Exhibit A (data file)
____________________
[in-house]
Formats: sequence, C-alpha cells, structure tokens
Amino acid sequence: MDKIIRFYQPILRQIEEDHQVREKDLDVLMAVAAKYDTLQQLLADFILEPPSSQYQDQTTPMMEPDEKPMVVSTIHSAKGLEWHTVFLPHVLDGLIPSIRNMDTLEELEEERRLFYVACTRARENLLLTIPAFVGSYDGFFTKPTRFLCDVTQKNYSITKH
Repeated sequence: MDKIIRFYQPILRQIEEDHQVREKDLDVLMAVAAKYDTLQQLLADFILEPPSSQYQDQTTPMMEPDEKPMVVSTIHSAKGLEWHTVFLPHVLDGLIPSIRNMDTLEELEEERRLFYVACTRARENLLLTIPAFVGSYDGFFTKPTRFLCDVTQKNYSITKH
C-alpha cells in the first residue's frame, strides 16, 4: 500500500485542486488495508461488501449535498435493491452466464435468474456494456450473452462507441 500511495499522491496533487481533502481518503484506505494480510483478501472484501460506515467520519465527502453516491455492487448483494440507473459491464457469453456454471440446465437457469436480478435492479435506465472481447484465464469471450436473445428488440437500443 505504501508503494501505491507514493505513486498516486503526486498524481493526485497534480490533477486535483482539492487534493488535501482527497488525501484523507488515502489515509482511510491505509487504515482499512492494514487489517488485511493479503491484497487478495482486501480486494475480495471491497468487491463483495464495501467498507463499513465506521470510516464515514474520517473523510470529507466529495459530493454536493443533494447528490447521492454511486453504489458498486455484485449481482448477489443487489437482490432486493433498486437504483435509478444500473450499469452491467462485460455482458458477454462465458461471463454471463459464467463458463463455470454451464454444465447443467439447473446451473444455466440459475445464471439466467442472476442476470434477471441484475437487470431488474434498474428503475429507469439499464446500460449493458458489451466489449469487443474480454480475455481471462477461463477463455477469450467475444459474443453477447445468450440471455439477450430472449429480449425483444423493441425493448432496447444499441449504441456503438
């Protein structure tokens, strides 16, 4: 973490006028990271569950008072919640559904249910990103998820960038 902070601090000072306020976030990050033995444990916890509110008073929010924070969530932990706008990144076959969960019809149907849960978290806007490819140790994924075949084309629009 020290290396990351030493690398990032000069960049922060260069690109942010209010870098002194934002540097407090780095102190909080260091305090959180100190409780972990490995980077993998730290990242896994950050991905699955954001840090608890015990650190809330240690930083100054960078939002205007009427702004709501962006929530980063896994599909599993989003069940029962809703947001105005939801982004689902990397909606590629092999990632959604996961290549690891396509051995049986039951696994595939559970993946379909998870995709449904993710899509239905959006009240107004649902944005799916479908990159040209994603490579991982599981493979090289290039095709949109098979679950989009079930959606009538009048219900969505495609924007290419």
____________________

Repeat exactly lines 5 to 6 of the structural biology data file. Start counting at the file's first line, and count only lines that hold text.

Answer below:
C-alpha cells in the first residue's frame, strides 16, 4: 500500500485542486488495508461488501449535498435493491452466464435468474456494456450473452462507441 500511495499522491496533487481533502481518503484506505494480510483478501472484501460506515467520519465527502453516491455492487448483494440507473459491464457469453456454471440446465437457469436480478435492479435506465472481447484465464469471450436473445428488440437500443 505504501508503494501505491507514493505513486498516486503526486498524481493526485497534480490533477486535483482539492487534493488535501482527497488525501484523507488515502489515509482511510491505509487504515482499512492494514487489517488485511493479503491484497487478495482486501480486494475480495471491497468487491463483495464495501467498507463499513465506521470510516464515514474520517473523510470529507466529495459530493454536493443533494447528490447521492454511486453504489458498486455484485449481482448477489443487489437482490432486493433498486437504483435509478444500473450499469452491467462485460455482458458477454462465458461471463454471463459464467463458463463455470454451464454444465447443467439447473446451473444455466440459475445464471439466467442472476442476470434477471441484475437487470431488474434498474428503475429507469439499464446500460449493458458489451466489449469487443474480454480475455481471462477461463477463455477469450467475444459474443453477447445468450440471455439477450430472449429480449425483444423493441425493448432496447444499441449504441456503438
């Protein structure tokens, strides 16, 4: 973490006028990271569950008072919640559904249910990103998820960038 902070601090000072306020976030990050033995444990916890509110008073929010924070969530932990706008990144076959969960019809149907849960978290806007490819140790994924075949084309629009 020290290396990351030493690398990032000069960049922060260069690109942010209010870098002194934002540097407090780095102190909080260091305090959180100190409780972990490995980077993998730290990242896994950050991905699955954001840090608890015990650190809330240690930083100054960078939002205007009427702004709501962006929530980063896994599909599993989003069940029962809703947001105005939801982004689902990397909606590629092999990632959604996961290549690891396509051995049986039951696994595939559970993946379909998870995709449904993710899509239905959006009240107004649902944005799916479908990159040209994603490579991982599981493979090289290039095709949109098979679950989009079930959606009538009048219900969505495609924007290419």